• Collage and Images: Showing students a group of images/pictures and eliciting their reactions towards those images. A very successful topic was Capital Punishment, where students were shown images of actual criminals. They were then divided into Breakout Rooms and each group was required to use the internet to write a short paragraph about one of those figures. They then presented the information to the rest of the class, generating feedback and very interesting discussions. This addressed their reading, writing and speaking skills, and involved some research.

Mona El Saady, Senior Instructor II and Director of ENGL 0210 (Academic English for the Liberal Arts), ELI

Podcasts are a flexible and effective classroom resource. Podcasts are authentic, diverse, convenient, and can lead to student independence. They increase student engagement: This is HUGE! When students love what they are doing in the classroom, they are instantly engaged.

Here are some ideas about utilizing podcasts in the classroom:

In-class Listening Activities: Like any listening activity, students practice listening for main ideas and significant supporting details, but here, you are using the podcast to open discussion.

  1. Play the podcast once or more than once, as many times as needed, for the students to fully understand the podcast.
  2. Put questions that you want to engage with on the Blackboard discussion board or share the questions with the students using a share screen.

Some examples are:

  • Who is speaking?
  • What is the topic of the podcast? What are they discussing?
  • What is the overall mood of the conversation?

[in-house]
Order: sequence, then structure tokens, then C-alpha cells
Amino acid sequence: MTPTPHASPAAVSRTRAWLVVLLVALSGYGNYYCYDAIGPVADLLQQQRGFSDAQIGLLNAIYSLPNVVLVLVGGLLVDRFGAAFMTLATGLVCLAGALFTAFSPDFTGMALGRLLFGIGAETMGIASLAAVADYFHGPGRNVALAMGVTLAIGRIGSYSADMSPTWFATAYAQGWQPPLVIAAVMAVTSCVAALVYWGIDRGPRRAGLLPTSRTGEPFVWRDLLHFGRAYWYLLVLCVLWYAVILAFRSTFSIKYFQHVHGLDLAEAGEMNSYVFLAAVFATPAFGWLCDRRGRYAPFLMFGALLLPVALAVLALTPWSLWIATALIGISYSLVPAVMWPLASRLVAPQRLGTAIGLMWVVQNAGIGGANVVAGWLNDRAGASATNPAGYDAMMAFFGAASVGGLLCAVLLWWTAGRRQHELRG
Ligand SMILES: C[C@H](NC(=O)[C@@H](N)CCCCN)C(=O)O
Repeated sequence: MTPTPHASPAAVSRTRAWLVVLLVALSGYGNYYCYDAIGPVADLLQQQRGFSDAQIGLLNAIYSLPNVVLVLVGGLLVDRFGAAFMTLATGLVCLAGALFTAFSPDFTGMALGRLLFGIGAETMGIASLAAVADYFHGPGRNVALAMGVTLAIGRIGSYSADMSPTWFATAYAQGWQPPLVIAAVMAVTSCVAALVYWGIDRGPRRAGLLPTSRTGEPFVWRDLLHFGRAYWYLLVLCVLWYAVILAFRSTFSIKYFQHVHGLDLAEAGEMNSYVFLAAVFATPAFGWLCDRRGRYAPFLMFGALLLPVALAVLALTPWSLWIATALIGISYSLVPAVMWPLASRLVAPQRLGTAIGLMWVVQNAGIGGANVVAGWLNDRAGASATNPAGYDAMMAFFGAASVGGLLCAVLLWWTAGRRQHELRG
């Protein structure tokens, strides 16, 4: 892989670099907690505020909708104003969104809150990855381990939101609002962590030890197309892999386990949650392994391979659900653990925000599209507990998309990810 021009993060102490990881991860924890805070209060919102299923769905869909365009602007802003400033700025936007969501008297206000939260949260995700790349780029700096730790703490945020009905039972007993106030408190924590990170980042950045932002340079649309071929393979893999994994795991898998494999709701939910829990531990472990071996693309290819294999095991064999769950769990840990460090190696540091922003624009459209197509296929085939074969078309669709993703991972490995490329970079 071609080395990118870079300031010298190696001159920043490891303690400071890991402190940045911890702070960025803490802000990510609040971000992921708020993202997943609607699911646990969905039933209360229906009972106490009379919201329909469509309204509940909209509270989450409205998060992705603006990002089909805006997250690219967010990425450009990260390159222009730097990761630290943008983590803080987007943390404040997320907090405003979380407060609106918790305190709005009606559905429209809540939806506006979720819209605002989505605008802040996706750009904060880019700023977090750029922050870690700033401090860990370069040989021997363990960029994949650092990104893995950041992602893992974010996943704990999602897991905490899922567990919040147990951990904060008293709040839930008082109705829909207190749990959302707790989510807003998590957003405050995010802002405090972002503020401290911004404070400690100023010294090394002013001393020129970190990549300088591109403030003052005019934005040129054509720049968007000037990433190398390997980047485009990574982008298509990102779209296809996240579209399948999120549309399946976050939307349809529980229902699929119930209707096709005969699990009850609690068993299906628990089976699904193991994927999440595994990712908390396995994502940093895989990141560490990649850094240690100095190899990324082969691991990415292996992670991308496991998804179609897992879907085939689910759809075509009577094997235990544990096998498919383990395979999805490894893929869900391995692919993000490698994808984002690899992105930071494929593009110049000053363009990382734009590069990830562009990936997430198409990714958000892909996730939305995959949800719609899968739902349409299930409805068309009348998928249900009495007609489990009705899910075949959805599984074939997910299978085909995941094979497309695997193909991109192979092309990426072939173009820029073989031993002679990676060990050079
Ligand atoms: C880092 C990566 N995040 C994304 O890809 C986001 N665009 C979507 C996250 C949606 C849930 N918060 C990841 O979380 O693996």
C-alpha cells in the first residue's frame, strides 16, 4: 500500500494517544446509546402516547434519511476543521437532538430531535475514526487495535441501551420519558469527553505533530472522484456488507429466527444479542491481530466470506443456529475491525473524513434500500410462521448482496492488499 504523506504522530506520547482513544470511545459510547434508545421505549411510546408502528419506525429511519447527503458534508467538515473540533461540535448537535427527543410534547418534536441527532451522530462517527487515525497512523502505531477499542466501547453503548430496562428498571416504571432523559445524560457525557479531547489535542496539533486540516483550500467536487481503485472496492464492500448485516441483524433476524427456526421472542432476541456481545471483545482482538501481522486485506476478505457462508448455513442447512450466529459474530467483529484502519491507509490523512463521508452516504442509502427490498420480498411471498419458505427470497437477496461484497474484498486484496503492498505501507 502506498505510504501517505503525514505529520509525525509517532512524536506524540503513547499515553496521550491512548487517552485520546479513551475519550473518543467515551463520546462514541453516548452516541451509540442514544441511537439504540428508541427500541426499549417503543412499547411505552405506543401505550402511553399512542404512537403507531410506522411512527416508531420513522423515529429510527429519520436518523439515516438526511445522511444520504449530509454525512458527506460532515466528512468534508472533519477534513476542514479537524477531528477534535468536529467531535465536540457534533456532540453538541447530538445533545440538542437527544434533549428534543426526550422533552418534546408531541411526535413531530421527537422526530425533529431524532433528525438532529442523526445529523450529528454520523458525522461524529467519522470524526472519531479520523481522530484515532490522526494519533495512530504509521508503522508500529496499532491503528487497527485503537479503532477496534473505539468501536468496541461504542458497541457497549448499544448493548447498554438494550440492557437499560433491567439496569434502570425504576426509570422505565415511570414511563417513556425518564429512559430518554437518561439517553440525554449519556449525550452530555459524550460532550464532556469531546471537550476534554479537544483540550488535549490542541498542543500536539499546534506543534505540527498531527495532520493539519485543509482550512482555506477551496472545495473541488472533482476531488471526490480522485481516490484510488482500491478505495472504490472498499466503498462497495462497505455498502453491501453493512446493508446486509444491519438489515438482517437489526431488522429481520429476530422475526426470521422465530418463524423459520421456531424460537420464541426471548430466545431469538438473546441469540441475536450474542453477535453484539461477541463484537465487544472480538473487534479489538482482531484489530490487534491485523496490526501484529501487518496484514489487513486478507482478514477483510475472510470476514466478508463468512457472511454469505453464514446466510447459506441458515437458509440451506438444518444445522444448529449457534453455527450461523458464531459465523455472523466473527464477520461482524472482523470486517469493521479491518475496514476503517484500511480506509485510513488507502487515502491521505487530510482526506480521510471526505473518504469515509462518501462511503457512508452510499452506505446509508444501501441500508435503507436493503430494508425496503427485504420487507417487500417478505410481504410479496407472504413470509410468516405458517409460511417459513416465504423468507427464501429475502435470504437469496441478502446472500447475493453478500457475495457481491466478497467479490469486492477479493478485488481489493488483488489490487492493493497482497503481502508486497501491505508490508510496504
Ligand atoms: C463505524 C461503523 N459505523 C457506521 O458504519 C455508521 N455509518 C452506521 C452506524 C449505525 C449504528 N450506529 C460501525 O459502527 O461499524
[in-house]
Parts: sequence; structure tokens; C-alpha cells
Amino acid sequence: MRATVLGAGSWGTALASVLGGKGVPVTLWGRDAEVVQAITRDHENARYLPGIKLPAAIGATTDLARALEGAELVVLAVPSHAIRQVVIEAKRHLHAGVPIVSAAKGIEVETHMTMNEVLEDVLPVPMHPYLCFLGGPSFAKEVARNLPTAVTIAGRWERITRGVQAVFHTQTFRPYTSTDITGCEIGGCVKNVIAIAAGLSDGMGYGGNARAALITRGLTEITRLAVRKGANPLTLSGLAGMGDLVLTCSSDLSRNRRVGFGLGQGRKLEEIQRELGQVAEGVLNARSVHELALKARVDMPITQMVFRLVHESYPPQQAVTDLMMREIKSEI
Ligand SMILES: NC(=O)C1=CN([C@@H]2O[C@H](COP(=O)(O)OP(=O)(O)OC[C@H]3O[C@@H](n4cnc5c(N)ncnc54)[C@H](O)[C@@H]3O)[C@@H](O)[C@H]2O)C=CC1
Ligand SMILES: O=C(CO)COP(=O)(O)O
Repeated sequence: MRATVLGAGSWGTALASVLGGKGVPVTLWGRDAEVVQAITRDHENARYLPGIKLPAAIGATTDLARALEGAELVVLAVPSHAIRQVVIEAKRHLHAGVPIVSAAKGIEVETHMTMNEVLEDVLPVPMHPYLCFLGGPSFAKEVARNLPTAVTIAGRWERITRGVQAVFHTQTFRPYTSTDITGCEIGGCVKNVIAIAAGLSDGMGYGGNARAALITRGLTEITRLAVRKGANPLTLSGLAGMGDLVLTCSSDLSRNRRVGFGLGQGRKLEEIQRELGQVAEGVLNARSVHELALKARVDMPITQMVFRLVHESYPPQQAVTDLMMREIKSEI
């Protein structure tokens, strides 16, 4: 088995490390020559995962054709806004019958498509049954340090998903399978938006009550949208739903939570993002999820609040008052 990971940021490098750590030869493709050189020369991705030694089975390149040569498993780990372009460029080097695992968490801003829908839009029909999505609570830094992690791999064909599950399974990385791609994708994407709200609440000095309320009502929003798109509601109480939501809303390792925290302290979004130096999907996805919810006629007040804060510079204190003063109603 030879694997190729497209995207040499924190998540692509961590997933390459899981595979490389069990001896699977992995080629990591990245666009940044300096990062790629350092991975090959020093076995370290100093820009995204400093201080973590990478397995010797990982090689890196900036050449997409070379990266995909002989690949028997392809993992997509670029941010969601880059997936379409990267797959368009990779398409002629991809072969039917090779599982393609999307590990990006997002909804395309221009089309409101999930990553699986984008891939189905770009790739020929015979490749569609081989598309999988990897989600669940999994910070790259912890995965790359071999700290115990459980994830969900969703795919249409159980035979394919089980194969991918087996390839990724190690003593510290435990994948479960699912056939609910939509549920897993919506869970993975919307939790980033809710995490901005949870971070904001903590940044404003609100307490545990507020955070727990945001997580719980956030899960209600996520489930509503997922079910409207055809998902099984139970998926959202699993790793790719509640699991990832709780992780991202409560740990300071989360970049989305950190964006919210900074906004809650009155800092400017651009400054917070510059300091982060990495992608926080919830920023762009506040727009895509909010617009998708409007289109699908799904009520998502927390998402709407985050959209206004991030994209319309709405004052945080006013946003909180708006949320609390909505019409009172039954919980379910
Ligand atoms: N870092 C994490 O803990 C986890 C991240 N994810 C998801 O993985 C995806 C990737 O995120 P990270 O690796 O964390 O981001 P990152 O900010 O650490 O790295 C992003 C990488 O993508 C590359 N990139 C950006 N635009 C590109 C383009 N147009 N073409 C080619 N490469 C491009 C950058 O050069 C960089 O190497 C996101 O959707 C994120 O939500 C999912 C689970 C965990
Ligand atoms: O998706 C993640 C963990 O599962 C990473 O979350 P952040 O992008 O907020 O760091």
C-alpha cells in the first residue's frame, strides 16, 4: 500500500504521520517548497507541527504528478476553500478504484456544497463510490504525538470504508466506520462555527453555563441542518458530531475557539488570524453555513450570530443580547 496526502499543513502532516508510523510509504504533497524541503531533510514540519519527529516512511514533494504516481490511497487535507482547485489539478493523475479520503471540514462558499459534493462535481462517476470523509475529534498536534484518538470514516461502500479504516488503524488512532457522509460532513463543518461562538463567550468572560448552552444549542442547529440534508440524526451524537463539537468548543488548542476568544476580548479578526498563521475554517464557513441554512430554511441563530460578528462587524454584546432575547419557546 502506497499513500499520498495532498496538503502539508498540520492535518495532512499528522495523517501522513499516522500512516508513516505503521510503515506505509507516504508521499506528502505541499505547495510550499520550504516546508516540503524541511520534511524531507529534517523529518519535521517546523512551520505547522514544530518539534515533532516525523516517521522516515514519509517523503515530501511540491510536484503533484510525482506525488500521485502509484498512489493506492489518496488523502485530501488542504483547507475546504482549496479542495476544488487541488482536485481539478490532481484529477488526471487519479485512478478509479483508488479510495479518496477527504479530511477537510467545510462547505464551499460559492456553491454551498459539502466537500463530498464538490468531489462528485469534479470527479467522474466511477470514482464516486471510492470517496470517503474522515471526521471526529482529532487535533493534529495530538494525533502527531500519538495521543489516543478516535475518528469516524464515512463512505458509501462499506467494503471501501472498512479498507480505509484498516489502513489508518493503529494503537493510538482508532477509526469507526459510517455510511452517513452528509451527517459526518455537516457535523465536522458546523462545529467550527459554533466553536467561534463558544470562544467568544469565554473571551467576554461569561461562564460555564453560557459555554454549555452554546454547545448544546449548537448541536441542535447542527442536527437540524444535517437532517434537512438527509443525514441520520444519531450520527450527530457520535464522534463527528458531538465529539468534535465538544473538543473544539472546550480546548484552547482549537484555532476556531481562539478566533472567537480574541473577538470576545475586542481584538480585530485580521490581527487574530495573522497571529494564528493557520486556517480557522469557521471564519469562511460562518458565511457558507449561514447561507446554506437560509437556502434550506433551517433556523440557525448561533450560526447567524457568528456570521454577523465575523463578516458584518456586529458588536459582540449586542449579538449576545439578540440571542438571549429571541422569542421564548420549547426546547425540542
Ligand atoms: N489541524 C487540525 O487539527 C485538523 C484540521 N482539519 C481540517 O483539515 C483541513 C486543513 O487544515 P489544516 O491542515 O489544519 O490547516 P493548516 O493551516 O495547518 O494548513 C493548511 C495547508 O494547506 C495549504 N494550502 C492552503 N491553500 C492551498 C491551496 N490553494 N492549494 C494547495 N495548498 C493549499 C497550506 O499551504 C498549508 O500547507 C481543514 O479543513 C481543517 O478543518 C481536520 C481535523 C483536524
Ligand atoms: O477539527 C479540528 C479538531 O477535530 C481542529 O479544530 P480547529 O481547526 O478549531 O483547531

• Students can discuss answers to questions in pairs, in breakout rooms, or as a class. They can summarize and write a response to the ideas.

Creating a Class Podcast: The goal is to do a class project where students make their own podcasts as individuals or small group activities. Each student or group creates a podcast episode on one of the topics covered in class. Students can put them together into an e-portfolio.

  1. Ask students to research the topic. They should find enough information to make an episode. You determine the length of each episode, depending on the level of the students.
  2. Students then work on writing a script for their episodes. You can review the scripts and correct the language if you like.
  3. You may need to teach students how to use the technology. You should ensure they know how to edit the audio. Audacity (for Windows) and Garageband (for Macs) are the two most popular programs for recording and editing audio.
  4. Have students record their scripts and encourage them to get creative and add music and sounds.
  5. Students then play their podcasts in class to enjoy their work and get additional listening practice.

You should keep some points to keep in mind when using podcasts for in-class activities. Pre-teach anything required for the podcast. Choose suitable length; shorter podcasts are more suited for in-class activities. You can still use longer podcasts, but you may need to break them up into segments. Most importantly, have a purpose; confirm that the students know why they are listening and what they are listening for.

Podcasts are fantastic teaching tools. Research suggests they are effective at promoting listening skills and speaking skills. You can use them to teach vocabulary, grammar, and pronunciation. They promote reflective thinking when you take it a step further and ask students to reflect on what they listened to, which involves thinking, writing, and summarizing. They are accessible and inexpensive, making them excellent resources for use in the classroom. I encourage you to experiment with incorporating podcasts in your teaching; you will not regret it.

Noha Khafagi, Senior Instructor II, ELI

“Photo Summary” is a great way to engage the students in summary writing. Students are presented with 6-8 digital photos that reflect the ideas in a text that should be summarized. The students predict what the text is going to be about. After a short discussion, the students read the text and compare what they predicted with what they found. In the prediction phase, any answer would be correct. This is a non-threatening and motivating way for the shy students. Additionally, the photo summary simplifies complex and abstract ideas, sticks in long-term memory, transmits the message faster, improves comprehension and motivates the learners.